Faculty of Health, Medicine and Life Sciences

https://www.maastrichtuniversity.nl/nl/over-de-um/faculteiten/faculty-health-medicine-and-life-scienceshttps://www.maastrichtuniversity.nl/nl/over-de-um/faculteiten/faculty-health-medicine-and-life-sciences

First Announcement 12th Annual Maastricht Symposium on Global Health

The politics of knowledge production in Global

Health: Towards the undoing of coloniality and the

revitalizing of lived experiences

 

Thursday, October 20th 2022

10.00a.m. - 6.00p.m.

Location: Maastricht University, Universiteitssingel 50,

Maastricht

Admission Fee: Free Registration Required:

Eventbrite - event registration

For online participation, please fill out your email address here so we can send the webinar link.

The “decolonizing global health” movement has gained momentum, and an increasing number of scholars recognize that dominant research and practices in this field sometimes contribute more to reproducing fundamental power imbalances and inequities, than tackling them. By using an epistemology and ontology that imply objectivity and universality, dominant scientific conventions help to turn Western worldviews and conceptualizations of humanity and health into assumed neutral truths, persistently marginalizing and disqualifying other forms of knowledge. Critics argue that we run the risk that the patterns of racism, sexism and

heteronormativity embedded in coloniality are (implicitly and explicitly) reproduced and legitimized in Global Health science and research, and in related disciplines such as epidemiology, public health, social medicine and medical anthropology.

Although scholars increasingly denounce coloniality and attempt actively to deconstruct ingrained systems of power and privilege, existing scientific institutions related to, for instance, publishing and funding of research, retain assumed universal standards and promote “objective, evidence-based” practice. Therewith, they continue to marginalize valuable forms of knowledge production that are more attuned to lived experiences and local contexts. In order to challenge these dynamics, not only is it necessary to have more representation of researchers from diverse settings in funding organizations, agenda setting and editorial boards; it is also essential that the dominant universalist knowledge ideals that underpin these dynamics are themselves altered.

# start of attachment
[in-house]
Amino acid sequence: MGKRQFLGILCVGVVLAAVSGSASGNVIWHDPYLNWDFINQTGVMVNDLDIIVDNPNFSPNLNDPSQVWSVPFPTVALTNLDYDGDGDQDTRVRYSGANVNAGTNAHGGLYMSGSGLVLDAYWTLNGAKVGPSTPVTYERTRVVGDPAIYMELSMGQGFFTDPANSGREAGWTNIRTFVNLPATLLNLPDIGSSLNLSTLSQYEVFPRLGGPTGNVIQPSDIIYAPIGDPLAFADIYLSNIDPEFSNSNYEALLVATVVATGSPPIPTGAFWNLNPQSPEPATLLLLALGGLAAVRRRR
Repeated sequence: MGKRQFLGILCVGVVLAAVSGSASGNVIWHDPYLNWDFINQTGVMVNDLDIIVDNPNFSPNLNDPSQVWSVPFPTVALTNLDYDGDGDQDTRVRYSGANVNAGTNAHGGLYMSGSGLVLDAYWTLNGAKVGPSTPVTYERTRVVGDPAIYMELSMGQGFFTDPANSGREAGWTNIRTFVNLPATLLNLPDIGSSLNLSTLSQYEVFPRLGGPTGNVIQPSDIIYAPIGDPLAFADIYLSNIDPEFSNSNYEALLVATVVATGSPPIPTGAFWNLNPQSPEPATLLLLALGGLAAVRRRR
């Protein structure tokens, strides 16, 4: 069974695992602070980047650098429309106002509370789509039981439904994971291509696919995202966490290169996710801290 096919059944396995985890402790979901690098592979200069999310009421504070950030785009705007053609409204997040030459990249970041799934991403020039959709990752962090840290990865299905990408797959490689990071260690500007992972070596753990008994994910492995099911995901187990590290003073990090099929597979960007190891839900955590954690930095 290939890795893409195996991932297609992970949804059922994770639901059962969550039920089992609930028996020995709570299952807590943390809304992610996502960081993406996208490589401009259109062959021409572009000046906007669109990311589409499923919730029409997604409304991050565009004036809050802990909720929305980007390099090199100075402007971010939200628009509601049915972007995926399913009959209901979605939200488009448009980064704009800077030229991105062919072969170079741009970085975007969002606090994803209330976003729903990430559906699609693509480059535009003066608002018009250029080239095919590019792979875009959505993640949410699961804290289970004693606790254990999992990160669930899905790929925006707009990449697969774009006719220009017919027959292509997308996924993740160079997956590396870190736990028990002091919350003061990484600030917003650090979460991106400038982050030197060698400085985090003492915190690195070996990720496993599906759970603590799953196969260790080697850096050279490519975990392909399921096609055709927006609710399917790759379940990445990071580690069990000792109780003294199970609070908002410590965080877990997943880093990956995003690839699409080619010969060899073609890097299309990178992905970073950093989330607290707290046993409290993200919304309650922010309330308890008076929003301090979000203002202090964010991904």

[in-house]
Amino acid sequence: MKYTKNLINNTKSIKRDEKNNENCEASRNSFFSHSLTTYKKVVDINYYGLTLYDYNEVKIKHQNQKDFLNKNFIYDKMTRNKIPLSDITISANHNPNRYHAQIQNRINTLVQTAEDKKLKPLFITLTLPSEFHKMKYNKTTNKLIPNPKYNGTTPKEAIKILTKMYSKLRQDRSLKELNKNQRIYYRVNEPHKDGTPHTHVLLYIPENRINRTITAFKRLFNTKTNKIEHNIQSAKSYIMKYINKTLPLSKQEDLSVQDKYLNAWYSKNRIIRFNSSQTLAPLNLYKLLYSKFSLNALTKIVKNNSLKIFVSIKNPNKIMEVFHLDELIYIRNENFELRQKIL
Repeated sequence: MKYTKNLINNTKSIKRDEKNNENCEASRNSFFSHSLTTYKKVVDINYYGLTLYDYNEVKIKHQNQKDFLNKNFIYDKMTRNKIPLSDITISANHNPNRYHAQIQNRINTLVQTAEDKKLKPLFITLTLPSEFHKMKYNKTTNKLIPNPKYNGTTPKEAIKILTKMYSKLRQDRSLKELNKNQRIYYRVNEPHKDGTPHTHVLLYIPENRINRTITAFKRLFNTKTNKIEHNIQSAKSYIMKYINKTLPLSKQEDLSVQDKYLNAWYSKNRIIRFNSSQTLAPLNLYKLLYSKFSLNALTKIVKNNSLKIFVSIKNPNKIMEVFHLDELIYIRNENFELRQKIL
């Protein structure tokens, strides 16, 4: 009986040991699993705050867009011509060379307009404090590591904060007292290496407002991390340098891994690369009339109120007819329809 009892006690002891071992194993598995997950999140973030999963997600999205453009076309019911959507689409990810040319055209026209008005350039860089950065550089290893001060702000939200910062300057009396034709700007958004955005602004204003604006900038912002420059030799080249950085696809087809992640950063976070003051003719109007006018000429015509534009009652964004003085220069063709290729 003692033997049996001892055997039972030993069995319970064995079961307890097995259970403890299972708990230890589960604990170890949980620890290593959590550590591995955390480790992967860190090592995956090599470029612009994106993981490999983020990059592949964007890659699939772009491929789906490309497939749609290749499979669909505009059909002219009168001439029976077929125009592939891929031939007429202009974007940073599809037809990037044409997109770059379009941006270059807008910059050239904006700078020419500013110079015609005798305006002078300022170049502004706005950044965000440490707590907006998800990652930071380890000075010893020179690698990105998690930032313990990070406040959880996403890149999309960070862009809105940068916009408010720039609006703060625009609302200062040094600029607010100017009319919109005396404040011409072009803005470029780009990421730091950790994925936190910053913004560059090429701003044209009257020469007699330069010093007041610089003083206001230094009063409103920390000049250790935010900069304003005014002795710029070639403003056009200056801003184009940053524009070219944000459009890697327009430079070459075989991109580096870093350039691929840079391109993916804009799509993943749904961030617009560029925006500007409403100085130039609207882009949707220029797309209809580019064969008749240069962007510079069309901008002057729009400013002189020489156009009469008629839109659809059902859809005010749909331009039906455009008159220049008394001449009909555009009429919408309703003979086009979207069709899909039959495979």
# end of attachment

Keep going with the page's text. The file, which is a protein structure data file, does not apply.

Epistemological approaches, such as critical epidemiology – which was developed in Latin America and emphasizes context and lived experiences as central to conceptualizations of, and methods to investigate, health and disease – and activist, radical participative ethnography - in which ‘research participants’ are not regarded as passive, but rather as active co-researchers - demonstrate how these dominant dynamics can be challenged, creating more equitable and reciprocal relationships between researchers from diverse settings. Further, they demonstrate how lived experiences can be better acknowledged in global health research by reducing the distance between people who experience health issues and those who investigate them.

In this symposium we will explore how and where coloniality continues to dominate Global Health research and discuss diverse ways of producing knowledge. Keynote lectures will be provided by Professor Seye Abimbola (University of Sydney, Australia & Utrecht University, the Netherlands) and Dr. Carolina Alonso Bejarano (University of Warwick, UK). Further contributions will be provided by Dr. Eugene Richardson (Harvard University, US). Dr. Alana Helberg-Proctor (University of Leuven, Belgium) and Dr. Sebastian Fonseca (University of Exeter, UK)

 

Contact: [email protected]

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